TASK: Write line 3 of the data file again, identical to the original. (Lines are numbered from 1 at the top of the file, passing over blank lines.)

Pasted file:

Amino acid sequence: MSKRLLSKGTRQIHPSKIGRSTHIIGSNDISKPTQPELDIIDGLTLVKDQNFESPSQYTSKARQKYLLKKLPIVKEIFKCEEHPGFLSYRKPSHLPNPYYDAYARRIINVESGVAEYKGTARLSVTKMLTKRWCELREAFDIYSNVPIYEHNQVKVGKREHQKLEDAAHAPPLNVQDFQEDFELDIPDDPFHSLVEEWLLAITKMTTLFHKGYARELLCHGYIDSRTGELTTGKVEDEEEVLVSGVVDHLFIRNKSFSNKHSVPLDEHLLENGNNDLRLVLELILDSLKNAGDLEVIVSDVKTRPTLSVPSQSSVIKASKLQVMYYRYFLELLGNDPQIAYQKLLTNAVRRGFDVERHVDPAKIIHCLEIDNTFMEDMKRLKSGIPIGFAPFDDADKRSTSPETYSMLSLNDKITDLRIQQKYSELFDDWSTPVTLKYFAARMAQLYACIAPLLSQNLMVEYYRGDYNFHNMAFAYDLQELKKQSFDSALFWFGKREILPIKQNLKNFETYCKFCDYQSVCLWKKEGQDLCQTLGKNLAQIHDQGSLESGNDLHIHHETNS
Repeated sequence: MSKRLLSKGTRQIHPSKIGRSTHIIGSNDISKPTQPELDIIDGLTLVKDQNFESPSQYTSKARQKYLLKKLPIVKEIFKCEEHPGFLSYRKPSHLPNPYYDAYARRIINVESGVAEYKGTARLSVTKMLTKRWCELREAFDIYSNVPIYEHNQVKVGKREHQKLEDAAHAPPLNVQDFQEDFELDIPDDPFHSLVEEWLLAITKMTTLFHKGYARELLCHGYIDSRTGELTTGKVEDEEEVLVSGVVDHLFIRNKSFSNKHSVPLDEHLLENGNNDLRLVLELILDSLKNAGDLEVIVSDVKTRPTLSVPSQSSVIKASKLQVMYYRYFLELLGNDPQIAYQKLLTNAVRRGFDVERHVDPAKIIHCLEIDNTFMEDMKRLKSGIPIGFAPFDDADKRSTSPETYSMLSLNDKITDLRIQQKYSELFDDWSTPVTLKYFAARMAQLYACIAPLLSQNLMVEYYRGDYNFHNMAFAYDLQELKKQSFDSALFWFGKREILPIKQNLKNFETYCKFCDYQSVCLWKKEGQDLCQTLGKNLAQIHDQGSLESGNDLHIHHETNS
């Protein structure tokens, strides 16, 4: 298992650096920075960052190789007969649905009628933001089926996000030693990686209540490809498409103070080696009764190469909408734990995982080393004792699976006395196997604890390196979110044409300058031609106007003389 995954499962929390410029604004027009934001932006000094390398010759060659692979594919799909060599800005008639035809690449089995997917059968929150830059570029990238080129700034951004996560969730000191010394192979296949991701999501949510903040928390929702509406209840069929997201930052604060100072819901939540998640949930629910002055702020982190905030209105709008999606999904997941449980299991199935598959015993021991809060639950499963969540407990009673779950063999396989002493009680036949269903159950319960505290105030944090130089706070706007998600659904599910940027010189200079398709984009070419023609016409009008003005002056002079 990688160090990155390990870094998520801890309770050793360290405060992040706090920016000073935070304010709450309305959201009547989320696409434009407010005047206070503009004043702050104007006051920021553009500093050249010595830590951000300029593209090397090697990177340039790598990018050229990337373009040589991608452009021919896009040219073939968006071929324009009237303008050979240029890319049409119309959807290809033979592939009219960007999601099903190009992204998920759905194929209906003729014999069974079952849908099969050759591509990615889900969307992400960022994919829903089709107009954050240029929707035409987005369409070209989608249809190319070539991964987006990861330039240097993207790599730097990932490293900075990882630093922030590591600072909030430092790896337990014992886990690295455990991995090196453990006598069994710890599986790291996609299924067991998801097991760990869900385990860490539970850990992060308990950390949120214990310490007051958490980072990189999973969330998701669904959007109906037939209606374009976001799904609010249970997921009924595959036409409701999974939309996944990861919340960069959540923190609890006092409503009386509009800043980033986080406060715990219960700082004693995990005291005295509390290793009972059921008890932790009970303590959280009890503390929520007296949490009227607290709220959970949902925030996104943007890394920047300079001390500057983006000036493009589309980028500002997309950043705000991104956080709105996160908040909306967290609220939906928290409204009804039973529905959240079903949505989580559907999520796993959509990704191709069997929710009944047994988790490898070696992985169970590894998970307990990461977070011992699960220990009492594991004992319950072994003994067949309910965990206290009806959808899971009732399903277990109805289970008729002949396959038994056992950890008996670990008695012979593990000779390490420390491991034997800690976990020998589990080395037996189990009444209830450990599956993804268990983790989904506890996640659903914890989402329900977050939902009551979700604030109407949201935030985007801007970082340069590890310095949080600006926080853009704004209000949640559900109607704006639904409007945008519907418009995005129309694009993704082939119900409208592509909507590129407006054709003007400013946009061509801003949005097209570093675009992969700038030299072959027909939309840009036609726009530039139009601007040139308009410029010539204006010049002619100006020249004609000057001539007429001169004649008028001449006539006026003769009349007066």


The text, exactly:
């Protein structure tokens, strides 16, 4: 298992650096920075960052190789007969649905009628933001089926996000030693990686209540490809498409103070080696009764190469909408734990995982080393004792699976006395196997604890390196979110044409300058031609106007003389 995954499962929390410029604004027009934001932006000094390398010759060659692979594919799909060599800005008639035809690449089995997917059968929150830059570029990238080129700034951004996560969730000191010394192979296949991701999501949510903040928390929702509406209840069929997201930052604060100072819901939540998640949930629910002055702020982190905030209105709008999606999904997941449980299991199935598959015993021991809060639950499963969540407990009673779950063999396989002493009680036949269903159950319960505290105030944090130089706070706007998600659904599910940027010189200079398709984009070419023609016409009008003005002056002079 990688160090990155390990870094998520801890309770050793360290405060992040706090920016000073935070304010709450309305959201009547989320696409434009407010005047206070503009004043702050104007006051920021553009500093050249010595830590951000300029593209090397090697990177340039790598990018050229990337373009040589991608452009021919896009040219073939968006071929324009009237303008050979240029890319049409119309959807290809033979592939009219960007999601099903190009992204998920759905194929209906003729014999069974079952849908099969050759591509990615889900969307992400960022994919829903089709107009954050240029929707035409987005369409070209989608249809190319070539991964987006990861330039240097993207790599730097990932490293900075990882630093922030590591600072909030430092790896337990014992886990690295455990991995090196453990006598069994710890599986790291996609299924067991998801097991760990869900385990860490539970850990992060308990950390949120214990310490007051958490980072990189999973969330998701669904959007109906037939209606374009976001799904609010249970997921009924595959036409409701999974939309996944990861919340960069959540923190609890006092409503009386509009800043980033986080406060715990219960700082004693995990005291005295509390290793009972059921008890932790009970303590959280009890503390929520007296949490009227607290709220959970949902925030996104943007890394920047300079001390500057983006000036493009589309980028500002997309950043705000991104956080709105996160908040909306967290609220939906928290409204009804039973529905959240079903949505989580559907999520796993959509990704191709069997929710009944047994988790490898070696992985169970590894998970307990990461977070011992699960220990009492594991004992319950072994003994067949309910965990206290009806959808899971009732399903277990109805289970008729002949396959038994056992950890008996670990008695012979593990000779390490420390491991034997800690976990020998589990080395037996189990009444209830450990599956993804268990983790989904506890996640659903914890989402329900977050939902009551979700604030109407949201935030985007801007970082340069590890310095949080600006926080853009704004209000949640559900109607704006639904409007945008519907418009995005129309694009993704082939119900409208592509909507590129407006054709003007400013946009061509801003949005097209570093675009992969700038030299072959027909939309840009036609726009530039139009601007040139308009410029010539204006010049002619100006020249004609000057001539007429001169004649008028001449006539006026003769009349007066």